As such, the University argues that it is under no obligation to reinstate DKE’s program housing status. Although this claim was denied by Judge Domnarski, the Supreme Court’s ruling could have a different outcome.
While the case is pending, DKE is left without a permanent place to congregate.
“There is no ‘home’ for DKE right now,” undergraduate DKE President Brett Robertshaw ’20 wrote in an email to The Argus. “While the house is an integral part of the history not only of DKE but Wesleyan as well, students maintain interest in joining DKE. Many students, myself included, join DKE not for the promise of living in the Old Stone House, but for the promise of lifelong camaraderie, cultivation of virtues and social skills, and an extensive and supportive alumni network. It is unfortunate that the administration and our organization are currently at odds but that does not hinder our pride to be a part of the Wesleyan community.”
Robertshaw insisted that while DKE hopes to regain access to their house, members remain more focused on their role within the community than on the status of legal proceedings.
For Breitbord, however, access to 276 High Street remains the primary concern. He expressed dismay over the protracted dispute, which he claims could have been resolved if not for President Roth, who Breitbord believes is responsible for impeding the process. He cited a July 2014 letter from nearly 50 former trustees and chairpeople urging President Roth not to pursue a case against DKE, which the administration ultimately disregarded.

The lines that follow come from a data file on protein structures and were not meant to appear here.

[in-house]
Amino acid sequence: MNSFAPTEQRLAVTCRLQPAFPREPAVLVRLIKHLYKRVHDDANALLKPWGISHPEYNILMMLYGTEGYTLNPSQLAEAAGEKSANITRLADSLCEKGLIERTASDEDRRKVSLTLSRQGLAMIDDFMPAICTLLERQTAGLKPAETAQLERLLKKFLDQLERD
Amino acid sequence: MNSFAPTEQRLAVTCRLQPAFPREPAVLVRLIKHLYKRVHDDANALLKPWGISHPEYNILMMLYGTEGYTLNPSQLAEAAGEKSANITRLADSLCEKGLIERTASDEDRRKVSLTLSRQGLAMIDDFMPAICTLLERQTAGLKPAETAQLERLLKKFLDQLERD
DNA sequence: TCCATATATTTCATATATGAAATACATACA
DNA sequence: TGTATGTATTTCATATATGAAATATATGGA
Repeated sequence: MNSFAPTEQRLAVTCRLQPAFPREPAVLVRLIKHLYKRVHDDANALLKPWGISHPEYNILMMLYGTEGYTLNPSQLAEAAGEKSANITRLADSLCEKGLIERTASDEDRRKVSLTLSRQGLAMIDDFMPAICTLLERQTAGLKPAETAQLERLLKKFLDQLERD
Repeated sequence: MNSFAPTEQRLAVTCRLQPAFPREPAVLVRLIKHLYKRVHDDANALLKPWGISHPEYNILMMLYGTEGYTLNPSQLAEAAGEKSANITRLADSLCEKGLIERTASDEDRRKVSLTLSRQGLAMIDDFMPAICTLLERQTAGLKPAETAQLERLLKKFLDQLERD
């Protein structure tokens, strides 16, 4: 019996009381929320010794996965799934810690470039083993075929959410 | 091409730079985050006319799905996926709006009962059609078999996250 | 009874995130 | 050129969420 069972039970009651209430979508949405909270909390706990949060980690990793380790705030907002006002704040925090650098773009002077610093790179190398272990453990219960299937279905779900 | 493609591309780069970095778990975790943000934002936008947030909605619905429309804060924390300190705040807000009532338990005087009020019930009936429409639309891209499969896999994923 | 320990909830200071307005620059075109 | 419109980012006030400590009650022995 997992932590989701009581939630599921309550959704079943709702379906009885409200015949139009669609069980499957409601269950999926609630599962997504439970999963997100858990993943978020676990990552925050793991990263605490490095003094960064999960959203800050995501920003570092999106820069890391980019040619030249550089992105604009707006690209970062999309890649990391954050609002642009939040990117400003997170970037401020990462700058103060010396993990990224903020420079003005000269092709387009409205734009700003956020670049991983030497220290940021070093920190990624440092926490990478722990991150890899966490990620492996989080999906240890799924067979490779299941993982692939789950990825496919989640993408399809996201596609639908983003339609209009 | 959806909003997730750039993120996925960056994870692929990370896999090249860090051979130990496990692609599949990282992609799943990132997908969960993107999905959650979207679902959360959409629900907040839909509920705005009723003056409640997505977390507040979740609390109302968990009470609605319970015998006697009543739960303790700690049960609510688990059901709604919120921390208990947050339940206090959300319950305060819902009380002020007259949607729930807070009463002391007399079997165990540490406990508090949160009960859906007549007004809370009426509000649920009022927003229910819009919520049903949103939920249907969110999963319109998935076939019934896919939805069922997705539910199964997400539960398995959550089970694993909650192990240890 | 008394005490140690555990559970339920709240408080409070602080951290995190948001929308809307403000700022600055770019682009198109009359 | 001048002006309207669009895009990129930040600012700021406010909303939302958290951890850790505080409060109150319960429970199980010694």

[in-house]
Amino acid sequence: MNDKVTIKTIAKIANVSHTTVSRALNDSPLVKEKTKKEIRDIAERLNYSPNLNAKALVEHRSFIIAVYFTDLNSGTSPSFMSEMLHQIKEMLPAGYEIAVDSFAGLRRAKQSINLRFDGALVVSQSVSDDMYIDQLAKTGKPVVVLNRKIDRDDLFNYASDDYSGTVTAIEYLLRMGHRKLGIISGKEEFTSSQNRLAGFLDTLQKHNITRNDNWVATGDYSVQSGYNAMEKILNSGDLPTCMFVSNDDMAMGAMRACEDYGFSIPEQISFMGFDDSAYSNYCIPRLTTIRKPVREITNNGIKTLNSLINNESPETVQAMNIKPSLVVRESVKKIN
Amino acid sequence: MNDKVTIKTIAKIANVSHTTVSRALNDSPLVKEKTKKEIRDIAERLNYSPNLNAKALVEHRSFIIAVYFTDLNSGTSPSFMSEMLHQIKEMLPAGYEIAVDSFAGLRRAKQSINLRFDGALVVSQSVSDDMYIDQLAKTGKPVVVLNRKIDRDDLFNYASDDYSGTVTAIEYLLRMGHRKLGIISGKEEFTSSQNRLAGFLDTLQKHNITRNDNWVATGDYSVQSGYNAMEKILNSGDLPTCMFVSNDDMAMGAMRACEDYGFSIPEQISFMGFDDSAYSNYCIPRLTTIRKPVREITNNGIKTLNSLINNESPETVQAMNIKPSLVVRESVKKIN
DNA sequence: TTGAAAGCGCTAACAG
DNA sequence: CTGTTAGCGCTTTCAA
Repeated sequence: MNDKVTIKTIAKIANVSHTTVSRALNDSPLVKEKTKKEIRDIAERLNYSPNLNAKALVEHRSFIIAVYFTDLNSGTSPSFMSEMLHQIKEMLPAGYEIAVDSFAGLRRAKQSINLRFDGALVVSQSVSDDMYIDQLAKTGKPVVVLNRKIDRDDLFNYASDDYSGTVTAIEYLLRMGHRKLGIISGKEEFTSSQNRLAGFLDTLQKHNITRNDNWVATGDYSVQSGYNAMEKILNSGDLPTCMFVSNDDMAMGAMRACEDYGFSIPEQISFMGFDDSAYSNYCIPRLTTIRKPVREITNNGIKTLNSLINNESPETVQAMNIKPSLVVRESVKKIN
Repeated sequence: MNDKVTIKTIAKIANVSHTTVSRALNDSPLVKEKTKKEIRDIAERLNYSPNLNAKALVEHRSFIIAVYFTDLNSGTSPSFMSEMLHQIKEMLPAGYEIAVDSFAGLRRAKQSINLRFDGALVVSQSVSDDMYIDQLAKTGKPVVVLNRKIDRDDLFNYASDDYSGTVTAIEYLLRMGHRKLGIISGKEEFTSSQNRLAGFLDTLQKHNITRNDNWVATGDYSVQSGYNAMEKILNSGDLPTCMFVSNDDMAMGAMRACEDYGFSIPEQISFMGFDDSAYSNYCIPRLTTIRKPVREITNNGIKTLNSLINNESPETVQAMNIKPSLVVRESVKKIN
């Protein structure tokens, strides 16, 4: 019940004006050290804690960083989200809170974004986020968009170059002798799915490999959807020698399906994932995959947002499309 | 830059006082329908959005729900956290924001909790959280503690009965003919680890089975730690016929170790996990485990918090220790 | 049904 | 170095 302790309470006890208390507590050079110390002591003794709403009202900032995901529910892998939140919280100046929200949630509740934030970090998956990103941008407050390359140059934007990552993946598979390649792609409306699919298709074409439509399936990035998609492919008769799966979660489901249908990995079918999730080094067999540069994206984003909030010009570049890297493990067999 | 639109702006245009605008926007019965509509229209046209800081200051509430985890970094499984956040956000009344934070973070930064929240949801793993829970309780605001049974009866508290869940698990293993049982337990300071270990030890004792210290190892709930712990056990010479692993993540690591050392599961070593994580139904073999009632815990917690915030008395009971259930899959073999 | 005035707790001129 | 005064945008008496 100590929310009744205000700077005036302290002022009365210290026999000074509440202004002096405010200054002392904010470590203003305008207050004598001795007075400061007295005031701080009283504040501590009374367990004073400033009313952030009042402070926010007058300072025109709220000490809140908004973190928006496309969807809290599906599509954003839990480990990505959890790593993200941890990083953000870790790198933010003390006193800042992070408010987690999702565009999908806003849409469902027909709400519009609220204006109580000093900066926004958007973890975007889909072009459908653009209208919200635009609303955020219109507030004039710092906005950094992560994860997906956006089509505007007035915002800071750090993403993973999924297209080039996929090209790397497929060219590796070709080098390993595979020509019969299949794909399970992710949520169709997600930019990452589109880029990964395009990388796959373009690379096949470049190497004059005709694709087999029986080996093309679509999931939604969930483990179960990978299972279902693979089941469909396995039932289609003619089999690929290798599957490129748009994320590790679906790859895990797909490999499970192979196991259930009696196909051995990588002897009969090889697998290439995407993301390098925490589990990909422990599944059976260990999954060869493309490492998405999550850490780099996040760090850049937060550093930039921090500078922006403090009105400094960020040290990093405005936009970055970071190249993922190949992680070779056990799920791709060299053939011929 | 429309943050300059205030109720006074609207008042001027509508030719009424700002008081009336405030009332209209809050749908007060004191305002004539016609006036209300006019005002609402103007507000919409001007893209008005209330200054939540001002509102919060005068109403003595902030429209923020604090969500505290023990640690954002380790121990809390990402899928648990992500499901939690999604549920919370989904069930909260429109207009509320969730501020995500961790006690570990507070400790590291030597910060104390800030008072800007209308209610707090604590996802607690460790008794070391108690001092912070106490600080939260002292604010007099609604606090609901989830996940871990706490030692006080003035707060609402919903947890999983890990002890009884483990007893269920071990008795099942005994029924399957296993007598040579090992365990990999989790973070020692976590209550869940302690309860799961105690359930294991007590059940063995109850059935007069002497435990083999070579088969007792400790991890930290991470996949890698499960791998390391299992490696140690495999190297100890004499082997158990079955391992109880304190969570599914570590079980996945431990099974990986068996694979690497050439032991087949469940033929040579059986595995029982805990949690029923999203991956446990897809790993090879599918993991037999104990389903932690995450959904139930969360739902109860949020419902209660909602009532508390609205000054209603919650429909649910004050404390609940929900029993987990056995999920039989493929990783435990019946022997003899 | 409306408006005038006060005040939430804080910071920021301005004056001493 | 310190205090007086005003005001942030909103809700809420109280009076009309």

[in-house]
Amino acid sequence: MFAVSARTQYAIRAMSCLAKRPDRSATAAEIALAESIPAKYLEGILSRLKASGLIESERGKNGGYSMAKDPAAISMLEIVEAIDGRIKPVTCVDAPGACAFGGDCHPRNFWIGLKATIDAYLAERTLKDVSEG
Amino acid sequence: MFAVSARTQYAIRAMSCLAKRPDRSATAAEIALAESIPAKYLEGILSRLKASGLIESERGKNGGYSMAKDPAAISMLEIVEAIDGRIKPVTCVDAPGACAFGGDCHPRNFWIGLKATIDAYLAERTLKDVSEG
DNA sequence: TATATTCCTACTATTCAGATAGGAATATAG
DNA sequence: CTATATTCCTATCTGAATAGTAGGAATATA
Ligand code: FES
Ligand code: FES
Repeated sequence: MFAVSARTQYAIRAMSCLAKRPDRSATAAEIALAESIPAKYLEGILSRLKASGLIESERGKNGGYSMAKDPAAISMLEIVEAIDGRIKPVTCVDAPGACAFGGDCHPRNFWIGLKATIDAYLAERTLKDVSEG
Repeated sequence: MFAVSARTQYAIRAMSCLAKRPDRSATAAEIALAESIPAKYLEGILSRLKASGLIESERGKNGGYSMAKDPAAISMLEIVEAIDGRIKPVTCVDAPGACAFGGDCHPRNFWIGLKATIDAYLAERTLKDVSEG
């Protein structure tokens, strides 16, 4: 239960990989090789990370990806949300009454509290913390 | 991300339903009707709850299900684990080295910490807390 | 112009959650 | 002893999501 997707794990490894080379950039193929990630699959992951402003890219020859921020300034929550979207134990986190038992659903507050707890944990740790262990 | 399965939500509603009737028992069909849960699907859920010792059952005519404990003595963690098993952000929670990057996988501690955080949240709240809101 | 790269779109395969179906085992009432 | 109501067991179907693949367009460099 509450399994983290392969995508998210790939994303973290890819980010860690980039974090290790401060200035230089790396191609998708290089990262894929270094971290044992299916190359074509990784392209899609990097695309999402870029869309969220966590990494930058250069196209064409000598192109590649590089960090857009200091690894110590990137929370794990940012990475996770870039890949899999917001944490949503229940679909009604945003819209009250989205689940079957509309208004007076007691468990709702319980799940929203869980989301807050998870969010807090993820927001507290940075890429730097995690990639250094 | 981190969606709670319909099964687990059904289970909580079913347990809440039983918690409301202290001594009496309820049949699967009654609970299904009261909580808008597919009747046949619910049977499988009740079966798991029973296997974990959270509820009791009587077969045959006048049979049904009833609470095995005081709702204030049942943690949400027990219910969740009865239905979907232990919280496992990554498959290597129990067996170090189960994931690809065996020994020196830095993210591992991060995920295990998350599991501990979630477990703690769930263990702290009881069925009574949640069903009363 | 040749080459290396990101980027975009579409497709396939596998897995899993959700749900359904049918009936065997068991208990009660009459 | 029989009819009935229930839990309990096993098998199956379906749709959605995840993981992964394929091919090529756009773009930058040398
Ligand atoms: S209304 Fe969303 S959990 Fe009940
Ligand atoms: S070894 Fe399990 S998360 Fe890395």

“Linking the future of Greek organizations at Wesleyan to the nationwide scourge of binge drinking and sexual assault (which is occurring at schools with and without Greek life), for which there is no data showing disproportionate fraternity culpability at Wesleyan, does not stand up to logical scrutiny,” the letter read. “A recommendation for any draconian measures against Greek life at Wesleyan at this time will be contentious, will distract the administration and board from addressing the core issue, and will make it difficult to enlist the fraternities’ cooperation in addressing it. If the fraternities are not wholeheartedly cooperative in joining the effort against the core problem, there will be ample time to determine what actions to take later.”
Breitbord cites this letter as just one example of Roth hindering negotiations.
“He ignored them,” Breitbord said of Roth’s response to the letter. “He ignored the person [former Board of Trustees Chair Jim Dresser ’63 ] who hired him.”
Despite the prolonged process, KLC remains hopeful. If the Supreme Court upholds Judge Domnarski’s decision, they hope to make a remodeled 276 High Street available to undergraduates as early as Fall 2019. The University declined to comment on these plans or any other matters concerning the ongoing lawsuit.
The case will be brought before the Supreme Court during its sixth term, which runs from Feb. 19 to March 1. A decision is expected this summer at the earliest.
Erin Hussey can be reached at email@example.com and on Twitter as @e_riss.